Over the course of four days, 23-26 May 2019, each of the 28 EU countries will elect a different number of Members of the European Parliament (“MEPs”) roughly mapped to population size and based on a proportional system. The 751 newly elected MEPs (a number which includes the UK’s allocation for the time being) will take their seats in July. These elections are not only important because the European Parliament plays a large role in the EU democratic system, being a co-legislator alongside the European Council, but as the French President Emmanuel Macron has described, these European elections will be decisive for the future of the continent.

Election security: an EU political priority

Political focus on the potential cybersecurity threat to the EU elections has been extremely high, and various EU institutions and agencies have been engaged in a long campaign to drive awareness among EU Member States and to help political parties prepare. Last month for example, more than 80 representatives from the European Parliament, EU Member States, the European Commission and the European Agency for Network and Information Security (ENISA) gathered for a table-top exercise to test the EU’s response to potential incidents. The objective of the exercise was to test the efficacy of EU Member States’ practices and crisis plans, to acquire an overview of the level of resilience across the EU, and to identify potential gaps and adequate mitigation measures.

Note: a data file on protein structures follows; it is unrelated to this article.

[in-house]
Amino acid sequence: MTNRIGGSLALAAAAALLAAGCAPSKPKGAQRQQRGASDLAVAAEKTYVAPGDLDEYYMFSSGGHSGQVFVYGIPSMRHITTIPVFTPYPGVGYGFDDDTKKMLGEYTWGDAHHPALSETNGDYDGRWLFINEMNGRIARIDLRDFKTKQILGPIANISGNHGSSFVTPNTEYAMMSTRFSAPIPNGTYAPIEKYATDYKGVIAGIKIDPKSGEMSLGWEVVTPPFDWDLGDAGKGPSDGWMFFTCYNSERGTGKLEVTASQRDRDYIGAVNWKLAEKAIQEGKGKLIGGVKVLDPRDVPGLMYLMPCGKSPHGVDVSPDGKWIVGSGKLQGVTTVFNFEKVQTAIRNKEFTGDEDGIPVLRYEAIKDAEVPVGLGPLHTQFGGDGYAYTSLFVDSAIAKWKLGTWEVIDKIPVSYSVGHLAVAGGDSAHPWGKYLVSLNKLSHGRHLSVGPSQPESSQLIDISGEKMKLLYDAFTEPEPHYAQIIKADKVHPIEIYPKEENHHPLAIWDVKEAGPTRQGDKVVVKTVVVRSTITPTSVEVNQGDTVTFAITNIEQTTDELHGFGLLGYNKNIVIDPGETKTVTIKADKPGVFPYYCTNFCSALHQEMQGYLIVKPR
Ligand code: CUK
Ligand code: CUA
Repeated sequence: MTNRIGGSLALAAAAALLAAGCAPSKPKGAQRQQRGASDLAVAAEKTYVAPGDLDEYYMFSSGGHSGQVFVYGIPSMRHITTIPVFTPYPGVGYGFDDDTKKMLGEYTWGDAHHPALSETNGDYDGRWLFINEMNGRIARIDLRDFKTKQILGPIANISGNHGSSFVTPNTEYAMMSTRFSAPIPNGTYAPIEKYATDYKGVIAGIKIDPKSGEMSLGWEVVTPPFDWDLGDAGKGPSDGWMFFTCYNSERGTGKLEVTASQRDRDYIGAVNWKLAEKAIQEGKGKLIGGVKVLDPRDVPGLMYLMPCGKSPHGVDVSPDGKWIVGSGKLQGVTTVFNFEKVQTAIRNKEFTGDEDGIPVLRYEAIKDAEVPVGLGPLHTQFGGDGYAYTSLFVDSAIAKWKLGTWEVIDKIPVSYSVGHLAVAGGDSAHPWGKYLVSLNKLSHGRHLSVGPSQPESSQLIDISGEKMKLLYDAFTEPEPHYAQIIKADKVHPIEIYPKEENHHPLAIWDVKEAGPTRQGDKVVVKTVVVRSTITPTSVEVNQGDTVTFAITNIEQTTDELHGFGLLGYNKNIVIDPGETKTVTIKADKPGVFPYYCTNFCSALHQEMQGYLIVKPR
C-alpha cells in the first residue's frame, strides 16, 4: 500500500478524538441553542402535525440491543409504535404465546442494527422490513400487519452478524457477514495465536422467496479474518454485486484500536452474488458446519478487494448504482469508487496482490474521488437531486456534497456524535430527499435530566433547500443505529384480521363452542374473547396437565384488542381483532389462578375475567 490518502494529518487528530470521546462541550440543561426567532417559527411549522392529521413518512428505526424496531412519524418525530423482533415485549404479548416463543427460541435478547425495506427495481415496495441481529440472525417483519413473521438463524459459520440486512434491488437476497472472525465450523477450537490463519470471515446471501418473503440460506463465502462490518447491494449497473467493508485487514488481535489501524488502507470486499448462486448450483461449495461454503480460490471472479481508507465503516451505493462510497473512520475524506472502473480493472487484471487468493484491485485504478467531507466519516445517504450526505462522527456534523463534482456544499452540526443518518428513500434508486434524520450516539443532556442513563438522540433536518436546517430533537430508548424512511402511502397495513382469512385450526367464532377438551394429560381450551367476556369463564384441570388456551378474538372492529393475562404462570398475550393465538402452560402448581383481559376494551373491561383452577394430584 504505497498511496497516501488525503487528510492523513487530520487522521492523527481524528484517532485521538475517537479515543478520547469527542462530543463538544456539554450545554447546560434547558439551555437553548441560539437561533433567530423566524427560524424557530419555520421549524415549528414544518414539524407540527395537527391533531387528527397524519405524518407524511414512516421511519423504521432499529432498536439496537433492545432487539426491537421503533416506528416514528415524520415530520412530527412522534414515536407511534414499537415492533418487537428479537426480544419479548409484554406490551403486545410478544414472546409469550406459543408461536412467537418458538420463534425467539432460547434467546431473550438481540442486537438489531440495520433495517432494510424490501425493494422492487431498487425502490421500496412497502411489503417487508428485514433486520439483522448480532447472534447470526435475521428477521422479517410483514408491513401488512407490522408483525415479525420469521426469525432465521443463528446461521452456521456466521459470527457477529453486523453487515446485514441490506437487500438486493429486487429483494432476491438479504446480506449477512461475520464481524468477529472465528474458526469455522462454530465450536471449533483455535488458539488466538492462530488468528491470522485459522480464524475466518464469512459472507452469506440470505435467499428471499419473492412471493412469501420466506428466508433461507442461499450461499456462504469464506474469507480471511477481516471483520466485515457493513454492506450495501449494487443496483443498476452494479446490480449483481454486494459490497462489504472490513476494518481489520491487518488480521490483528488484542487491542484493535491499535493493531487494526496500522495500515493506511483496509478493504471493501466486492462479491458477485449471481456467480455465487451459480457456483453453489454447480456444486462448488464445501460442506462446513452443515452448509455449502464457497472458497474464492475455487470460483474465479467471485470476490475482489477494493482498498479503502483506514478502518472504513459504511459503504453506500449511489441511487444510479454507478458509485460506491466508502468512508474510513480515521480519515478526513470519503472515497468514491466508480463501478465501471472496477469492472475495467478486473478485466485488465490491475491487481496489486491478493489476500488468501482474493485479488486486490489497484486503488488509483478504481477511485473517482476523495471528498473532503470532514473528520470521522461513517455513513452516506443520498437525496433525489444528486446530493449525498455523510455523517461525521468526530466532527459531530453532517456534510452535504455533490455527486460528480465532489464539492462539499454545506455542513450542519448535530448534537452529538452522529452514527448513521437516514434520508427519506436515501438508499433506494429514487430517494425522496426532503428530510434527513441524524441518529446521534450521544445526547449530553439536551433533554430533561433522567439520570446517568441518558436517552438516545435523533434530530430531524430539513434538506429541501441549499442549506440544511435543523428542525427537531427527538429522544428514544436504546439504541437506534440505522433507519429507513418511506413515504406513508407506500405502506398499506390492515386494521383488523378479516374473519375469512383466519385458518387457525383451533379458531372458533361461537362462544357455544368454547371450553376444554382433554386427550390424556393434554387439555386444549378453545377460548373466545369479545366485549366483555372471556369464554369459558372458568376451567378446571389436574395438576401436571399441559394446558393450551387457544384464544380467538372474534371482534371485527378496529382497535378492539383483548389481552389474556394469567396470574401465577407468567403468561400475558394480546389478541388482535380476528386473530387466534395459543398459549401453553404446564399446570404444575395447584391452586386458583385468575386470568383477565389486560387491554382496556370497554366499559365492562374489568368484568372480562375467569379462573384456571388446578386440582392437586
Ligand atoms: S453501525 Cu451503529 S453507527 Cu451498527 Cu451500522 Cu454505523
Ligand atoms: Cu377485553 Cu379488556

Earlier this year, ENISA published a paper on EU-wide election security which described how as a result of the large attack surface that is inherent to elections, the risks do not only concern government election systems but also extend to individual candidates and individual political campaigns. Examples of attack vectors that affect election processes can include spear phishing, data theft, online disinformation, malware, and DDoS attacks. ENISA went on to propose that election systems, processes and infrastructures be classified as critical infrastructure, and that a legal obligation be put in place requiring political organisations to deploy a high level of cybersecurity.